Nokia has been evolving from being a handset maker to also being a Web services company focused on mobility.
European Union regulators said Friday that they are taking more time to examine Nokia's plans to acquire U.S. digital mapmaker Navteq.
The European Commission extended its deliberations by 90 working days, with an option of taking as much as 125 days under certain conditions. The extension does not signal how the EC would ultimately rule on the $8.1 billion acquisition. The commission's initial investigation found potential problems the deal could pose to the market for navigable digital maps.
In response to the EC action, Navteq and Nokia said in a statement they remained committed to the deal, announced back in October.
"Nokia remains strongly committed to this acquisition, which will play a key role in our Internet services push," said Rick Simonson, executive VP and CFO for Nokia. "We have engaged in an open and constructive dialogue with the commission in order to find agreement on the acquisition of Navteq. We have listened to the commission's concerns and look forward to finding a common understanding that will enable the transaction to be closed."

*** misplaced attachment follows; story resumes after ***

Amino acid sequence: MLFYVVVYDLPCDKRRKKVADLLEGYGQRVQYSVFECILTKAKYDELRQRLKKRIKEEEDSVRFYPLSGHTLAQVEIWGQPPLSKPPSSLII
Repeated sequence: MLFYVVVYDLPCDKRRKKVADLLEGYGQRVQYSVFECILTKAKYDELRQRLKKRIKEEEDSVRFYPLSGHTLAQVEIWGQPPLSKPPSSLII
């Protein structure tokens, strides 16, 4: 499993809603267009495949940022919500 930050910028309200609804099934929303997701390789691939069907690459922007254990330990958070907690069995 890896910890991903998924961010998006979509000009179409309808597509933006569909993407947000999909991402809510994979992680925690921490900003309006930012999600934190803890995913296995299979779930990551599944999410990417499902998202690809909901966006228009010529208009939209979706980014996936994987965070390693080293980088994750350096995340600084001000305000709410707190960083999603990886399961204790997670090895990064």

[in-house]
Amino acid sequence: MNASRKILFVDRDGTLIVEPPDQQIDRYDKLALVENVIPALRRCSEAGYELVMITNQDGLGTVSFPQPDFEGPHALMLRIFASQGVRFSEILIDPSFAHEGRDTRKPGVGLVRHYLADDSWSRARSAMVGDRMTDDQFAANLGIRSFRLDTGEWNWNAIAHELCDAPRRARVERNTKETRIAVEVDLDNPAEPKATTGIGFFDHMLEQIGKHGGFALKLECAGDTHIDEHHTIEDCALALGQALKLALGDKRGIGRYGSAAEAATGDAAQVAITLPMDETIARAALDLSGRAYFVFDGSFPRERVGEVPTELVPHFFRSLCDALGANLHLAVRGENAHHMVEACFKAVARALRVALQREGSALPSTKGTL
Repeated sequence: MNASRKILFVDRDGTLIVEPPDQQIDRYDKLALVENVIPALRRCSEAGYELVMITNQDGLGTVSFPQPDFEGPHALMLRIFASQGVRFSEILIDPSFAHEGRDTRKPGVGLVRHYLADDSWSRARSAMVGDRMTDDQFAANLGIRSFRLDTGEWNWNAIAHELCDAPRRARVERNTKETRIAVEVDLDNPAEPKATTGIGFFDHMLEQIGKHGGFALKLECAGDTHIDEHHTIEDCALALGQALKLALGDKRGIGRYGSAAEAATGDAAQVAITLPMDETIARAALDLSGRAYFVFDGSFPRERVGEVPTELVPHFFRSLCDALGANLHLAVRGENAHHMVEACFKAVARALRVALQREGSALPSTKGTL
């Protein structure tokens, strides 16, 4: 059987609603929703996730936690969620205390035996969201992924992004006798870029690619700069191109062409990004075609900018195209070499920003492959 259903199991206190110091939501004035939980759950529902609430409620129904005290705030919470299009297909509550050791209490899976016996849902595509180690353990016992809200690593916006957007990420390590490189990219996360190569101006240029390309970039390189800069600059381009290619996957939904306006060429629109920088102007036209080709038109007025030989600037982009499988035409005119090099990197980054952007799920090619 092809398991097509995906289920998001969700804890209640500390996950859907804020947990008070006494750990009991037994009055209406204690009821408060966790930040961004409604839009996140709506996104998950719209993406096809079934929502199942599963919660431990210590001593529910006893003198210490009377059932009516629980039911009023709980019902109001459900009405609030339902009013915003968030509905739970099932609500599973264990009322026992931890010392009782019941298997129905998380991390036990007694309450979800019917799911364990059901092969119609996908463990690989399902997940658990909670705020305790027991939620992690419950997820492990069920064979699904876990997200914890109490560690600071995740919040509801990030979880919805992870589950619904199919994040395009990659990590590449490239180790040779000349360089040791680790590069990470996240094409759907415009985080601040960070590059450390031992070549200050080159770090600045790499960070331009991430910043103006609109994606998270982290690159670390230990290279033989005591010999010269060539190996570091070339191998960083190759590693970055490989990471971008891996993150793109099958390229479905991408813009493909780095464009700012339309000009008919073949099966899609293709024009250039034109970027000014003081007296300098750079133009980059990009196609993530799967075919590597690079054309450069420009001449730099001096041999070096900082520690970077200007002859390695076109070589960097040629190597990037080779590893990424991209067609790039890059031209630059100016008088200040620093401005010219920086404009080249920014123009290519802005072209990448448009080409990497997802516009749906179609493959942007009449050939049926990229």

Nokia needs EC approval for the deal to go through. If approved, the acquisition could bring major changes to the navigation market. That's because Nokia, the world's largest mobile phone maker, is expected to launch its own navigation devices, including navigation-enabled smartphones, to compete with the popular namesake device from Garmin. The U.S. company relies on Navteq for mapping data.
Nokia has been evolving from being a handset maker to also being a Web services company focused on mobility. The Navteq deal could help the company quickly become a global powerhouse for navigation services, analysts suggest.
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